Earlier this month, the Wisconsin Supreme Court held that a sheriff's deputy knocking on a car window, by itself, was not a sufficient show of authority to lead the driver to believe that he was being detained. As a result, the encounter was consensual because the driver could have driven away at any time.


At around 1 a.m. on Christmas Day 2011, Grant County Sheriff's Deputy Matthew Small noticed a car pull into a closed park and stop in the parking lot. Small pulled up behind the car, but didn't have his red-and-blue lights on. He walked up to the window and tapped on it, telling him to roll down the window. Daniel Vogt rolled down the window. Small administered a field sobriety test, which Vogt failed. Vogt was arrested for driving while intoxicated and later moved to suppress evidence obtained from the traffic stop.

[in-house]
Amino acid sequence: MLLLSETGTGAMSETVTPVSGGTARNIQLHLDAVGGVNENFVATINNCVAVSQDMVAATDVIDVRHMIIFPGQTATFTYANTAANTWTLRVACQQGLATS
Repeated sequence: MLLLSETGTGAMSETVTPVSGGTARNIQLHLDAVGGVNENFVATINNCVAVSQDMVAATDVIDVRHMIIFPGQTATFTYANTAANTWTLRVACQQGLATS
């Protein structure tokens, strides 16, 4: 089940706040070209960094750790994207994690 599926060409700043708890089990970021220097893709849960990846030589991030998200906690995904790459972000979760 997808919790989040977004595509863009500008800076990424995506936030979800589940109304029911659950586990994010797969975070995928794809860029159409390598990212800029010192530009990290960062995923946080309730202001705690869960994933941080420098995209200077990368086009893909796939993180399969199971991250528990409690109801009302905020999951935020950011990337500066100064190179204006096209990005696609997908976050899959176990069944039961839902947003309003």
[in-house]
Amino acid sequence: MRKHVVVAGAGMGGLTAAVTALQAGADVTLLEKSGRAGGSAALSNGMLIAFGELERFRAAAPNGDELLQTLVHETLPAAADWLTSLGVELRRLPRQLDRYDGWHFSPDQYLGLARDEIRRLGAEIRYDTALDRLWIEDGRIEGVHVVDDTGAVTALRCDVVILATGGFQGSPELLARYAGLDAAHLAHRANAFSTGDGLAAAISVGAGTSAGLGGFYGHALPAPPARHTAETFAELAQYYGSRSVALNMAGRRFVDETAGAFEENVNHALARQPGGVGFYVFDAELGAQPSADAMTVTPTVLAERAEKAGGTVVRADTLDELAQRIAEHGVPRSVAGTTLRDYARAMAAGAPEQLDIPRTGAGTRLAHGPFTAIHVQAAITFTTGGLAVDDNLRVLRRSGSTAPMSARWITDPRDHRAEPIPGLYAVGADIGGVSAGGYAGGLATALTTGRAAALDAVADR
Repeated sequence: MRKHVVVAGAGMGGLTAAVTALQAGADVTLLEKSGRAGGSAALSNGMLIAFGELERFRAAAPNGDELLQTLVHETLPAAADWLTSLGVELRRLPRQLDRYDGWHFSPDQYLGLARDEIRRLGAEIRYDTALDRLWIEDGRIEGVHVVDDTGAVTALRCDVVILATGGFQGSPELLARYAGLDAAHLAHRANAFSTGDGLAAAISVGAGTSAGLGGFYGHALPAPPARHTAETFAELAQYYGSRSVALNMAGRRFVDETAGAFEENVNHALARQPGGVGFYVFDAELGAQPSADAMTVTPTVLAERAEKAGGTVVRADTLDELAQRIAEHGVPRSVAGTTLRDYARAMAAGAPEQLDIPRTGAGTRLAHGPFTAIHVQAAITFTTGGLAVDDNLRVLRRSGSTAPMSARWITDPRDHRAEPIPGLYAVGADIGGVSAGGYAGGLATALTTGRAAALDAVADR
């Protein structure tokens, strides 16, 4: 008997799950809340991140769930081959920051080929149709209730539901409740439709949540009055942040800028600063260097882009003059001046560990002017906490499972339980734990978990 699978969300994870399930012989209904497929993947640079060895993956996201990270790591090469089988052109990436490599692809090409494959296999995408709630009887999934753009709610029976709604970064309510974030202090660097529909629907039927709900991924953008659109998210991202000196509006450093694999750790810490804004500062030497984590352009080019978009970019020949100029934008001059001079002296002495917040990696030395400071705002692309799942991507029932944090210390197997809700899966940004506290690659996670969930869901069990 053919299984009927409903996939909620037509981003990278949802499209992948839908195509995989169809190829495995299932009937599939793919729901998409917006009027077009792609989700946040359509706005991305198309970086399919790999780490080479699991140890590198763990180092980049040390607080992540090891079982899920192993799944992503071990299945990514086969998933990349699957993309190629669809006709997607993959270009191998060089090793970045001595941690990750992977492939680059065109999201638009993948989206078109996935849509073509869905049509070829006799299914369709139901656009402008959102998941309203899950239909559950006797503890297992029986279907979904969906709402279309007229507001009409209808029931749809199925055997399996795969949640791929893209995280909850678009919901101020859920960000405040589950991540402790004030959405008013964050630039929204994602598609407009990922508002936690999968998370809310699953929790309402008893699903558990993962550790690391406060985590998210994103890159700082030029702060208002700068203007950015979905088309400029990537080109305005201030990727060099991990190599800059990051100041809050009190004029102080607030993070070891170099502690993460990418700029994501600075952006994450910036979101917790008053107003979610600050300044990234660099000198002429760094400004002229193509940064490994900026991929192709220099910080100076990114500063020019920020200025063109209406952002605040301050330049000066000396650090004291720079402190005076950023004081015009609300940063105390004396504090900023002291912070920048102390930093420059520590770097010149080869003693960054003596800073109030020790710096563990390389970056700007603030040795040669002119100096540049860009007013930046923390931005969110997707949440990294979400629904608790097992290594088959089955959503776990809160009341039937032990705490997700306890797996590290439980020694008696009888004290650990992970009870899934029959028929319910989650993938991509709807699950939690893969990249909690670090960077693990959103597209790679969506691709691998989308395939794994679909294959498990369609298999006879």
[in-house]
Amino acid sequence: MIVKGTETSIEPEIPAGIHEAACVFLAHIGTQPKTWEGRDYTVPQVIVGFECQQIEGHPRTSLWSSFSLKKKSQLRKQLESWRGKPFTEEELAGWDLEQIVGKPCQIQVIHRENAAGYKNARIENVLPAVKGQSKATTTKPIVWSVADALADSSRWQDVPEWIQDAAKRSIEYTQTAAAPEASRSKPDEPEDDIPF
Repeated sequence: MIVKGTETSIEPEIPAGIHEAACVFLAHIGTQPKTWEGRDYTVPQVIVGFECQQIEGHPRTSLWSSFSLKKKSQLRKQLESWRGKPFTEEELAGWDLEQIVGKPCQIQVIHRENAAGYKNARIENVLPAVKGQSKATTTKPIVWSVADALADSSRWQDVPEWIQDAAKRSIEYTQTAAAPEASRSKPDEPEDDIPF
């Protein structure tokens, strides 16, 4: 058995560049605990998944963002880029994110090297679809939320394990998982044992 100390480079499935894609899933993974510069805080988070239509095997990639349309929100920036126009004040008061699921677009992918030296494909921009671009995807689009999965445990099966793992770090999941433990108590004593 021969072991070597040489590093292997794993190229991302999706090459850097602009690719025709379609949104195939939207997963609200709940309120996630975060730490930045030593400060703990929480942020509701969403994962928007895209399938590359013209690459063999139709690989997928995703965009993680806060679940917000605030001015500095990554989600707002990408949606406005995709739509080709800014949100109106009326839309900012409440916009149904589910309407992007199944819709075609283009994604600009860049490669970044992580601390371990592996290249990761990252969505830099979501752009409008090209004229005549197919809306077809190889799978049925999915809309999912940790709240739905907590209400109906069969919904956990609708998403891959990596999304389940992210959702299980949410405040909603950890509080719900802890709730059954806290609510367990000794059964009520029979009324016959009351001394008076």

There's some interesting summer action happening in the Seventh Circuit -- summer time is no time for fun and games, apparently. As things heat up outside, they are heating up headlines and court rooms as we wait on some key decisions.

Read on to find out more on John Doe Probes, Rod Blagojovich and the latest trend in contraception mandate litigation.

Francis Grady was on a mission to "blow up" a Planned Parenthood clinic in Grand Chute, Wisconsin, and when we was arrested, tried and convicted of arson and intentionally damaging property, he was surprised. With no wiggle room to get out of his conviction, he challenged the district court's definition of "maliciously" on appeal.